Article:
This fight scene is stylistically much more grounded than most others in the film as the Gun Kata itself doesn’t feature. Instead, we get a good old-fashioned one-on-one duel!
The swords used for shooting this scene were made of turned wood, which would frequently break during filming as Christian Bale and Taye Diggs (Brandt) were given full license to strike each other with the weapons.
A real tension underpins this scene as we genuinely feel as though Preston could be exposed for ‘sense offence’ and the murders of the patrol soldiers. The stakes are not immediately life and death but the ramifications of Preston conceding the upper hand to his understudy are massive if he were to be found out.
2. Preston Rescues Underground Rebels
At this pivotal point in the film, Preston commits to aiding the rebellion in escaping a government raid.
It is another scene that departs from the usual ‘shoot-em-up’ gun fu style of the film as Preston repurposes his handguns in hand-to-hand combat.
Using them to pistol whip the group of soldiers that surround him, the sequence mirrors the puppy scene’s staging except with no shots fired from our rebellious protagonist.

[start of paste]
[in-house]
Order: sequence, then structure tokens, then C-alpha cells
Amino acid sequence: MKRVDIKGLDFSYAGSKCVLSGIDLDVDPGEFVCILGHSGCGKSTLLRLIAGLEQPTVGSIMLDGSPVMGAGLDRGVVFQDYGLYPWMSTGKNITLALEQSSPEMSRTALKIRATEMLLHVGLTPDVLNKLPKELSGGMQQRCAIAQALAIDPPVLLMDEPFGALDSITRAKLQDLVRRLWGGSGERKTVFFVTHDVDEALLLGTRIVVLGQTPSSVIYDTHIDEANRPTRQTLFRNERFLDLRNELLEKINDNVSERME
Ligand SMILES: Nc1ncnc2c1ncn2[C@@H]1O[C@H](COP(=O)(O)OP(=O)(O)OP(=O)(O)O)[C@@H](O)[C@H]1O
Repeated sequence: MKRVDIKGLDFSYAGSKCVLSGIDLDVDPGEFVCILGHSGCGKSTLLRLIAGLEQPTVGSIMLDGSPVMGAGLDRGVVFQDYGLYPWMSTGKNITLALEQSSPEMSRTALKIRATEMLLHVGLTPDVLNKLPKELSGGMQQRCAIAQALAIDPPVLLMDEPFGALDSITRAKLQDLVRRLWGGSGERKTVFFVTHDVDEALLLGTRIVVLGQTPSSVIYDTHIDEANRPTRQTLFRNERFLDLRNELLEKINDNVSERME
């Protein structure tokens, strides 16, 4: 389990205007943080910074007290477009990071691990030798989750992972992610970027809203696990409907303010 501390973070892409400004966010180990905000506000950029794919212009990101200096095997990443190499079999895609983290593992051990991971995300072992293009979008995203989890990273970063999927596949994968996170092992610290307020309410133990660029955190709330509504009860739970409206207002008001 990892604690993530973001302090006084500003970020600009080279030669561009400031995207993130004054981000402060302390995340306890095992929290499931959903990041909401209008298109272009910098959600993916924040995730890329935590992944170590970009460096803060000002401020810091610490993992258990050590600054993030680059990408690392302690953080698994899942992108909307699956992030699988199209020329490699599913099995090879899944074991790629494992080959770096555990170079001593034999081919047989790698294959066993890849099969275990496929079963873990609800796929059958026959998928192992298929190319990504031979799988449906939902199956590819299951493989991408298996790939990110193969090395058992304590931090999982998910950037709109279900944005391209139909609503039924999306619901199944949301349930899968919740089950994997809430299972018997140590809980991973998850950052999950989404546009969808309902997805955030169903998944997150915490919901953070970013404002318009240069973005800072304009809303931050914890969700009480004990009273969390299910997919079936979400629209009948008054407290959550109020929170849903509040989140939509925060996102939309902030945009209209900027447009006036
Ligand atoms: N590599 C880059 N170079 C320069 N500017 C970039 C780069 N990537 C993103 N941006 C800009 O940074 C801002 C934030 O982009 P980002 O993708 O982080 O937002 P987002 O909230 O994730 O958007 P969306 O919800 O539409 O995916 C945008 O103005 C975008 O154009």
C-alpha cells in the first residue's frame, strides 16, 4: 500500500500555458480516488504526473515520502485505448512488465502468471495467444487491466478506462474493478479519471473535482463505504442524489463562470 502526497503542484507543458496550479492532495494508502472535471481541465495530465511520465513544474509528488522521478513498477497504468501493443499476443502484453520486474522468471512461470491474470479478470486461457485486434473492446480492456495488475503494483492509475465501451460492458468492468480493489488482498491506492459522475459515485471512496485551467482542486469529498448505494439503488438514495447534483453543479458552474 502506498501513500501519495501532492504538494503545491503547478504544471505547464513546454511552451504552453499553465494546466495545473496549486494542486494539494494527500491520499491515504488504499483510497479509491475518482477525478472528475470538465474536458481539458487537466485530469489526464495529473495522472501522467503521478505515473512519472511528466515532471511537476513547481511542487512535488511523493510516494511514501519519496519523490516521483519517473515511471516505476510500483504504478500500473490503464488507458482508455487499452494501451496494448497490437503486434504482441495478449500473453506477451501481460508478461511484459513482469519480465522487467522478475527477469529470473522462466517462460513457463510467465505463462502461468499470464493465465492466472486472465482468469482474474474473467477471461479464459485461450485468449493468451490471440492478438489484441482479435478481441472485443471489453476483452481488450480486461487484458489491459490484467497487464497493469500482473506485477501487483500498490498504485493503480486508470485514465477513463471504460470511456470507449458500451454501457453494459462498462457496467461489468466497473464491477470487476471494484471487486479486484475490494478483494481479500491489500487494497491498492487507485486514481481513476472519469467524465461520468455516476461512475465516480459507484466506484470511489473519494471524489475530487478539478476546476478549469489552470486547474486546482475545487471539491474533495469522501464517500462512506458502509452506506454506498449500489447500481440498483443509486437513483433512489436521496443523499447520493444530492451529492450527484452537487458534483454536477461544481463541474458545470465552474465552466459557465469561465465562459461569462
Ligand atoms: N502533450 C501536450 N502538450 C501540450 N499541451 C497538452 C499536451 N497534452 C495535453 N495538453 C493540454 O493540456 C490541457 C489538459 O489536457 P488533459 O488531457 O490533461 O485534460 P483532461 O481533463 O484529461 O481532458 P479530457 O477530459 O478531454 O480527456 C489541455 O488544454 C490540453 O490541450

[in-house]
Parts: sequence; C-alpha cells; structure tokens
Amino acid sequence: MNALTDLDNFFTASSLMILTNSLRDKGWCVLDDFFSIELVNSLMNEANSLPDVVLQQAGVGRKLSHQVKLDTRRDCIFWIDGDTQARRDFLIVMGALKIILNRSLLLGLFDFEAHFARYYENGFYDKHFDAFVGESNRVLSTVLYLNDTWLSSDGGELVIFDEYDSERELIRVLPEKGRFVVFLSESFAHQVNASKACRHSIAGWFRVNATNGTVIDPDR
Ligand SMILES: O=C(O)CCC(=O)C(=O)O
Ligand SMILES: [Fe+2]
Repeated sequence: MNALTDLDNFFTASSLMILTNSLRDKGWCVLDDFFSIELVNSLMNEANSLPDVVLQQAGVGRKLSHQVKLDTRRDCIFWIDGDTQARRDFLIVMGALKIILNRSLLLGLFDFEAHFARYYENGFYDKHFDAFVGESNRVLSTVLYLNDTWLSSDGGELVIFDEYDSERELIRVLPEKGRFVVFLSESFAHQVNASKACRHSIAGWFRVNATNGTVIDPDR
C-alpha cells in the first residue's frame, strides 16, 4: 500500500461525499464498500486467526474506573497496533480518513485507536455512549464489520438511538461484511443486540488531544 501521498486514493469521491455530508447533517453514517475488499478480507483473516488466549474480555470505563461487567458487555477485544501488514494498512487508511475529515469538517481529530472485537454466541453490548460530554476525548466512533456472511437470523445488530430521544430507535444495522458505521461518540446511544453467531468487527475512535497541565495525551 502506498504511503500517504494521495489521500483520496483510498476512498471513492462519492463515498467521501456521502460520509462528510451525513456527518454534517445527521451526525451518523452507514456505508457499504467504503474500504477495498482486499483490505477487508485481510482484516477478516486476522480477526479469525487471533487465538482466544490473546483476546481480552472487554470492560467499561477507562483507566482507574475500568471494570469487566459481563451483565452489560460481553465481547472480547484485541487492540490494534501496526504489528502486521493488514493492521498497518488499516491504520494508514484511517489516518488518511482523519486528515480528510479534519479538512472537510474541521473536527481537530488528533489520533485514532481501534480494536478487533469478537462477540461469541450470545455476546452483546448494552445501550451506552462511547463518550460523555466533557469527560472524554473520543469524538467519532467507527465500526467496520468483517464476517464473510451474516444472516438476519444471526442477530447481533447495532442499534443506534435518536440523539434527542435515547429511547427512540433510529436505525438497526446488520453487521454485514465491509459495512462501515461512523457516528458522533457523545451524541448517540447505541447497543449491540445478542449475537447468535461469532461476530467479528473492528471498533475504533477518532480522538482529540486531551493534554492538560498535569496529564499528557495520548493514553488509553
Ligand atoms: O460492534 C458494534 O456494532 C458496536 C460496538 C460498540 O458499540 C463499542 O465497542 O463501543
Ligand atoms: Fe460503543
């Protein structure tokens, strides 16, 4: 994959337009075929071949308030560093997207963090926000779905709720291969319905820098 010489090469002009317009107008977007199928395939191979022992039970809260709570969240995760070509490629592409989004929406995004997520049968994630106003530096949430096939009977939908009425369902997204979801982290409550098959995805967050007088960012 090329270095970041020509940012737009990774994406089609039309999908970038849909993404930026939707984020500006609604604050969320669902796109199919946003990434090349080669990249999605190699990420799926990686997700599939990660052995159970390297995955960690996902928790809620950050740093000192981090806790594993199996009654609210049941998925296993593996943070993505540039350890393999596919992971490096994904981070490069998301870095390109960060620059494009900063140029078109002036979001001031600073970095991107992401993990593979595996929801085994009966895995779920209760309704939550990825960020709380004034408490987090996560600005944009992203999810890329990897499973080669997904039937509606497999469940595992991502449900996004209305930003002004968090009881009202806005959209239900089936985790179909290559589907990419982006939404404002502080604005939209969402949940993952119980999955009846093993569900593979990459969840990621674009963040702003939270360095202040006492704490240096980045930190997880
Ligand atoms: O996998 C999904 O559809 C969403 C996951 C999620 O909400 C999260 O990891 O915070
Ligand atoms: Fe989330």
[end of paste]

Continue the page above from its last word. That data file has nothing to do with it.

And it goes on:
Personally, the scene resembles the 10-man fight from “Ip Man” (2008), in which the character takes on multiple opponents at once with clinical finishing moves.
On top of that, adding slow motion to parts of the finishing sequence itself allows you to linger on every strike as it lands. We are left with the impression that Preston is still conscious of his striking technique but his purpose has flipped from persecutor of the rebellion to its defender.
1. The Final Showdown
The epic finale of the film takes place between Preston and Dupont, the antagonist played by Angus Macfadyen.
In this final showdown, two masters of the Gun Kata go to town with all the techniques we have seen up until this point.
Accompanied by Matrix-style music in the background, the double-wielding pistols return to carve out the Gun Kata philosophy: weapons are an extension of the body.
The choreography takes on a strong Wing Chun style, drawing influence from the Baat Jaam Do (Eight Chopping or Slashing Knives) form – a subsection of Wing Chun which uses butterfly knives as deadly weapons.
In terms of cinematography, this is perhaps the film’s best. An arc shot circles the two adversaries as they flow in and out of attacks, almost like a dance. It is quite the fitting final showdown in a series of spectacularly unique fight scenes.